The WPC also suggested that 'HSE works with others in government to develop a central digital register of asbestos in all non-domestic buildings', and that a deadline be set for removing asbestos from such buildings within 40 years.
ATaC and NORAC set about collating anonymised asbestos survey information that their member firms – all asbestos survey organisations recognised by the UK Accreditation Service (UKAS) – collected as part of and during their business over a six-month period from October 2021 to March 2022.
This is the first time that such analysis of a large body of data about UK asbestos has been attempted; but the intention is that it will become an annual publication, adding different types of data and new categories in future editions.
That the data was collected by UKAS-accredited firms is significant. UKAS is the national accreditation body for the UK, appointed by the government, to assess and accredit organisations that provide services including certification, testing, inspection and calibration.
It covers accreditation for both asbestos surveying and testing, and assesses firms' systems and their operation for initial accreditation, before regular formal review and reassessment to ensure continuing, consistent high standards.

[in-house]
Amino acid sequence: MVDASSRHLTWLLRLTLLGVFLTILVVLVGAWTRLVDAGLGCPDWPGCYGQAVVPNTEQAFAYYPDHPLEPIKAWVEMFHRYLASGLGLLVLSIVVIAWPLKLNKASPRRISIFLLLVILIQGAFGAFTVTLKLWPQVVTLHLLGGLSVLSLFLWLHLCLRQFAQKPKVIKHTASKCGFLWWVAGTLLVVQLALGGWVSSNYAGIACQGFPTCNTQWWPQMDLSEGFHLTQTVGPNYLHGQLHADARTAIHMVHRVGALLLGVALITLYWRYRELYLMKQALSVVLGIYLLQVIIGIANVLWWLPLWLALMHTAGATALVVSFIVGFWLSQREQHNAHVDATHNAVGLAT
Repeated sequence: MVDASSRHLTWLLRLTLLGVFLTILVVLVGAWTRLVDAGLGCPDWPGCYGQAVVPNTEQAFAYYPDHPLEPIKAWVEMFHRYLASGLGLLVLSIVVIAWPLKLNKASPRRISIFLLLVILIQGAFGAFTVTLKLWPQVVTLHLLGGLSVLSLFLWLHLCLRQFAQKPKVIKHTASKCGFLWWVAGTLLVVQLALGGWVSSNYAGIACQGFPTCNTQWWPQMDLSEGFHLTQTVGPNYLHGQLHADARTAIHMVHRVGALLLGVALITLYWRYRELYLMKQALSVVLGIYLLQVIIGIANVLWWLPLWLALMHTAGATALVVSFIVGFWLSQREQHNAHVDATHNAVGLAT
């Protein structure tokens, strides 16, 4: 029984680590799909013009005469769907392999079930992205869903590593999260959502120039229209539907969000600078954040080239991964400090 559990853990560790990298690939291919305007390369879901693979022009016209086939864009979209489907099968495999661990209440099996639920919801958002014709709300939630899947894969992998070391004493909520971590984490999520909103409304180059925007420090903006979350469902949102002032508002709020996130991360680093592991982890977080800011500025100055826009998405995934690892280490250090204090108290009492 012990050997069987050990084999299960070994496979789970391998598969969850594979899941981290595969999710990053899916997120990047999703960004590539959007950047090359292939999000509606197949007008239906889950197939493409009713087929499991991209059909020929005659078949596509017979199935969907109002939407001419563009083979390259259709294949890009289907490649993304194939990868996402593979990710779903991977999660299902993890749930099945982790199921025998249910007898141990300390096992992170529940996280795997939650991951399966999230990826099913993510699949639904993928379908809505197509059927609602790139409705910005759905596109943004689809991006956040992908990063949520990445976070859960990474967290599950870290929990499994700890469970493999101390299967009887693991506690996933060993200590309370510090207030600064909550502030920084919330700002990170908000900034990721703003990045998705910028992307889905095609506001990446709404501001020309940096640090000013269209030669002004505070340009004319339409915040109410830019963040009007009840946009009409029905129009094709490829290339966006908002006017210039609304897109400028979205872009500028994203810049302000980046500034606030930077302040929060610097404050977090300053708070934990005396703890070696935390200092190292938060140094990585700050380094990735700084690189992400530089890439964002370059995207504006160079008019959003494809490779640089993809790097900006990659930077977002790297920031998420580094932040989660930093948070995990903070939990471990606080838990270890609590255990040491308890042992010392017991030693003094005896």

The report summary states that:
It goes on to say that the report's analysis 'indicates that there is currently a high proportion of asbestos materials in UK buildings that could present a potential risk to public health, and which need remediation or removal'.
The summary further states that 'a proportion of the sample data for materials in poor condition has been subject to re-inspection. It can be concluded that these items were in good condition at the time of the original survey and have deteriorated, or that the items were in a less-than-good condition and the duty-holder has failed to undertake any action. Either approach would suggest that overall asbestos management in these premises is failing'.
As that statement concludes, these are serious findings that go to the heart of present asbestos management practice, a significant proportion of which is revealed as ineffective at best.
The findings suggest that while asbestos exposure has decreased from an historic high, which was due to now-banned asbestos-based product manufacture, it may not have fallen as much as the HSE has assumed. The result of that continuing exposure could therefore be a higher number of future cases of asbestos-related disease than it has predicted.
According to the HSE, there are now more than 5,000 asbestos-related deaths a year in Great Britain. It is no wonder that it is making efforts to raise awareness, as in its Asbestos and You campaign launched in March. The WPC and ATaC–NORAC reports have, no doubt, contributed significantly to its decision to take such action.